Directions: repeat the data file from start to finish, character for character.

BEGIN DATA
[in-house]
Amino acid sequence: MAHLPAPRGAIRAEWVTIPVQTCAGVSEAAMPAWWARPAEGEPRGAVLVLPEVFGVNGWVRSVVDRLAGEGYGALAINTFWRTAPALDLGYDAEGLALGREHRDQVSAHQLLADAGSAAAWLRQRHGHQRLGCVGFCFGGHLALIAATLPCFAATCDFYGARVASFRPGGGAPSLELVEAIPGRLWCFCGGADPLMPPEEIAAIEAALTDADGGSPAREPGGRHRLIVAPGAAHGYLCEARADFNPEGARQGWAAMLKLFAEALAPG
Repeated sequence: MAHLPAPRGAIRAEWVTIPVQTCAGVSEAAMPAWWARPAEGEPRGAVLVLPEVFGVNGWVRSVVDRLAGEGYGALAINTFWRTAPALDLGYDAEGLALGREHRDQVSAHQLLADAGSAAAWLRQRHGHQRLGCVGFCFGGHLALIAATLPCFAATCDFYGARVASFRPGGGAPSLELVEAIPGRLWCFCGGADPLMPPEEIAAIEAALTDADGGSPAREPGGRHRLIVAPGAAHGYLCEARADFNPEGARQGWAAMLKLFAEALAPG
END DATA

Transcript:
[in-house]
Amino acid sequence: MAHLPAPRGAIRAEWVTIPVQTCAGVSEAAMPAWWARPAEGEPRGAVLVLPEVFGVNGWVRSVVDRLAGEGYGALAINTFWRTAPALDLGYDAEGLALGREHRDQVSAHQLLADAGSAAAWLRQRHGHQRLGCVGFCFGGHLALIAATLPCFAATCDFYGARVASFRPGGGAPSLELVEAIPGRLWCFCGGADPLMPPEEIAAIEAALTDADGGSPAREPGGRHRLIVAPGAAHGYLCEARADFNPEGARQGWAAMLKLFAEALAPG
Repeated sequence: MAHLPAPRGAIRAEWVTIPVQTCAGVSEAAMPAWWARPAEGEPRGAVLVLPEVFGVNGWVRSVVDRLAGEGYGALAINTFWRTAPALDLGYDAEGLALGREHRDQVSAHQLLADAGSAAAWLRQRHGHQRLGCVGFCFGGHLALIAATLPCFAATCDFYGARVASFRPGGGAPSLELVEAIPGRLWCFCGGADPLMPPEEIAAIEAALTDADGGSPAREPGGRHRLIVAPGAAHGYLCEARADFNPEGARQGWAAMLKLFAEALAPG